God raised him higher than anyone and awarded him the title that is above all others, so that on hearing the name “Jesus,” every knee should bend, above the earth, on the earth, and under the earth, and every tongue declare “Jesus the Anointed is lord!” to the majestic honor of God, our great Benefactor. (Phil 2:9–11)

But is this language not precisely a continuation of the imperial logic? Has not Jesus become the Emperor? Is this not an intimation of what actually happens in full force in the fourth century when Emperor Theodosius declares Christianity the religion of the Empire? And those who see in the apotheosis of our American Founding Fathers a continuation of a victory thread running from Jesus to Washington, are they not correct?

It would seem so. The choice of words always entails promise and limitation. To use such imperial language draws on the social, political, and theological assumptions of the first century. It is almost automatic that one would lean in that direction. But there is a nagging note. To the declaration that Jesus “became trustfully obedient all the way to death” Paul appends the simple words, “even to death by crucifixion.”

Such a phrase is a game changer. To be crucified was not in the job description of the ancient hero or ruler. Rather, crucifixion meant a total social shaming. The victim was reduced to nothing. His memory, along with his body, was to be deleted from the social register. Not even his relatives and friends would want to enshrine this trauma. If one wants to understand the traumatic reality of ancient crucifixion just turn to the pages of James Allen’s Without Sanctuary. Both as a book and website Without Sanctuary displays the postcards that were produced to celebrate lynchings carried out in the Jim Crow era. Here you can see crowds “enjoying the view” of a human being tortured, castrated, burnt, and hung. These postcards documented white supremacy and served as a warning to those who would “get uppity.”

Now go back to the words of Paul “even to death by crucifixion.” If you catch the horror of what Jesus endured, then the subsequent declaration of “Anointed” and “lord” sounds odd. In fact, the title “lord” (kurios in Greek) conveys the meaning of “master.” Imagine that tortured one hanging from a tree before a gawking crowd. Call that nobody “master”! When you do that, you see that Paul was not simply supplying an imperial sing-a-long. He was anticipating what African Americans did to American music. They transformed it into jazz, turning the world topsy-turvy. Try replacing the transcendent Washington with an unarmed black youth shot dead by police. How long would the Capitol Rotunda stand?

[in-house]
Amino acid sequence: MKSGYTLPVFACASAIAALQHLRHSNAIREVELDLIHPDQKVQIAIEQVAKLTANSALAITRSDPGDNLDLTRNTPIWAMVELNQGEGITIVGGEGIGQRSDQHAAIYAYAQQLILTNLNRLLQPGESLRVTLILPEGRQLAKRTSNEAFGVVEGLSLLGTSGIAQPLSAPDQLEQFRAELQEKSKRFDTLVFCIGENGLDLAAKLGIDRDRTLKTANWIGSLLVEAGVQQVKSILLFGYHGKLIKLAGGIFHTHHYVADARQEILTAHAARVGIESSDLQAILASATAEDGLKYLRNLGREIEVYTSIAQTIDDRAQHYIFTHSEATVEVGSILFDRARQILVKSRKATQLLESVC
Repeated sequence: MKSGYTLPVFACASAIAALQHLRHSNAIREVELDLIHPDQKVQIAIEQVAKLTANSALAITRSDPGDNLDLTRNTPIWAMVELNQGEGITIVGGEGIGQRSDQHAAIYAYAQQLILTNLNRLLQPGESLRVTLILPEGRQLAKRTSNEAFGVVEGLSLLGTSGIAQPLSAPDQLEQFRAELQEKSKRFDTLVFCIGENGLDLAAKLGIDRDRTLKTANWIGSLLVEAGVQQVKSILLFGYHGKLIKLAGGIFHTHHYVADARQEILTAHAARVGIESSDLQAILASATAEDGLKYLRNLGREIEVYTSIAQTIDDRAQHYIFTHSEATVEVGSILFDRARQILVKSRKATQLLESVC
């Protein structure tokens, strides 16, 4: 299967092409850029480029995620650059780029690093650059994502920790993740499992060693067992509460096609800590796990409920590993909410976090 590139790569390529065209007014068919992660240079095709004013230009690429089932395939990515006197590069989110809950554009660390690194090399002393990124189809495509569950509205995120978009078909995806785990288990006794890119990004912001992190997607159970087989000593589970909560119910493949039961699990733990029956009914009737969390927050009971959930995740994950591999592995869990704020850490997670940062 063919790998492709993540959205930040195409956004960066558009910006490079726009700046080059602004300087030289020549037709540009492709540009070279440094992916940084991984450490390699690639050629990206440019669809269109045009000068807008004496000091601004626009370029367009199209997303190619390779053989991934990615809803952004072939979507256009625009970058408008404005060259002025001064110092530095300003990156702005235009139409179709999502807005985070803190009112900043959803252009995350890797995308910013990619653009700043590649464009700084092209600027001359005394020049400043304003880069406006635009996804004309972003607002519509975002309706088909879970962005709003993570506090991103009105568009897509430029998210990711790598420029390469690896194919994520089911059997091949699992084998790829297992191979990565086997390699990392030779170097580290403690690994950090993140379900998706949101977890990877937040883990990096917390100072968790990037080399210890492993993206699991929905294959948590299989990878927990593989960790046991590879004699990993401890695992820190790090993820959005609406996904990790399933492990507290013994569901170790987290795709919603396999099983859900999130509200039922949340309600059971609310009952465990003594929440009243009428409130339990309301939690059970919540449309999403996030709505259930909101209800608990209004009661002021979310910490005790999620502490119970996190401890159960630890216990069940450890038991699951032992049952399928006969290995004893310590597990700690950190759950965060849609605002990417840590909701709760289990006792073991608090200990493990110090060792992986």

Photo of Arthur Dewey

Arthur J. Dewey (Th.D., Harvard University) is Professor of Theology at Xavier University in Cincinnati. A distinguished teacher, writer, translator and commentator, he is the author of Inventing the Passion: How the Death of Jesus was Remembered (2017) and co-author of The Complete Gospel Parallels (with Robert J. Miller, 2011) and The Authentic Letters of Paul (with Roy W. Hoover, Lane C. McGaughy, and Daryl D. Schmidt, 2010). Dewey’s poetry has appeared in Christian Century and his poetic perspective aired on the Saturday Morning Edition on Public Radio Station WVXU (91.7) in Cincinnati for more than a dozen years.

Cover of the July and August 2018 issue of The Fourth R